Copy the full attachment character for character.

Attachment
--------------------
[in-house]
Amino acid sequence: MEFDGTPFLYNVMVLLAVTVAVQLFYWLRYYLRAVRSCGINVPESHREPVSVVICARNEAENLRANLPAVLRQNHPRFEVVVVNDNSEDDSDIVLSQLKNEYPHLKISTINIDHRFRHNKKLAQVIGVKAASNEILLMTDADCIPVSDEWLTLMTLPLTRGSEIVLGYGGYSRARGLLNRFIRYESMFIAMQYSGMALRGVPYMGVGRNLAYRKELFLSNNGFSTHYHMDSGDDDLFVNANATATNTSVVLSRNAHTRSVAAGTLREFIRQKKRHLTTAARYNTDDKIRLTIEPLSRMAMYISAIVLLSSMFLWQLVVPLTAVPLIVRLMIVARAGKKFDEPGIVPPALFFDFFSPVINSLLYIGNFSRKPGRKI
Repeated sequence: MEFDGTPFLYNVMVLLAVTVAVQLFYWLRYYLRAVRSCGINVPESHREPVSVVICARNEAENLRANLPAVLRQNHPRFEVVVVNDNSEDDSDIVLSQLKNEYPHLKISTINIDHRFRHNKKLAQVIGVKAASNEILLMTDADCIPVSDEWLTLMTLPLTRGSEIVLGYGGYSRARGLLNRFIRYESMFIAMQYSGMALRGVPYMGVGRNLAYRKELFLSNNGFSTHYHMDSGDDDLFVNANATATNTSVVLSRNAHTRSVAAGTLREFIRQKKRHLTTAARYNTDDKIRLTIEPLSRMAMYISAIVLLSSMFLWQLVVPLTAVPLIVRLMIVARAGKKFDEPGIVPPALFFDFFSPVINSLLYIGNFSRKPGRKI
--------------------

[in-house]
Amino acid sequence: MEFDGTPFLYNVMVLLAVTVAVQLFYWLRYYLRAVRSCGINVPESHREPVSVVICARNEAENLRANLPAVLRQNHPRFEVVVVNDNSEDDSDIVLSQLKNEYPHLKISTINIDHRFRHNKKLAQVIGVKAASNEILLMTDADCIPVSDEWLTLMTLPLTRGSEIVLGYGGYSRARGLLNRFIRYESMFIAMQYSGMALRGVPYMGVGRNLAYRKELFLSNNGFSTHYHMDSGDDDLFVNANATATNTSVVLSRNAHTRSVAAGTLREFIRQKKRHLTTAARYNTDDKIRLTIEPLSRMAMYISAIVLLSSMFLWQLVVPLTAVPLIVRLMIVARAGKKFDEPGIVPPALFFDFFSPVINSLLYIGNFSRKPGRKI
Repeated sequence: MEFDGTPFLYNVMVLLAVTVAVQLFYWLRYYLRAVRSCGINVPESHREPVSVVICARNEAENLRANLPAVLRQNHPRFEVVVVNDNSEDDSDIVLSQLKNEYPHLKISTINIDHRFRHNKKLAQVIGVKAASNEILLMTDADCIPVSDEWLTLMTLPLTRGSEIVLGYGGYSRARGLLNRFIRYESMFIAMQYSGMALRGVPYMGVGRNLAYRKELFLSNNGFSTHYHMDSGDDDLFVNANATATNTSVVLSRNAHTRSVAAGTLREFIRQKKRHLTTAARYNTDDKIRLTIEPLSRMAMYISAIVLLSSMFLWQLVVPLTAVPLIVRLMIVARAGKKFDEPGIVPPALFFDFFSPVINSLLYIGNFSRKPGRKI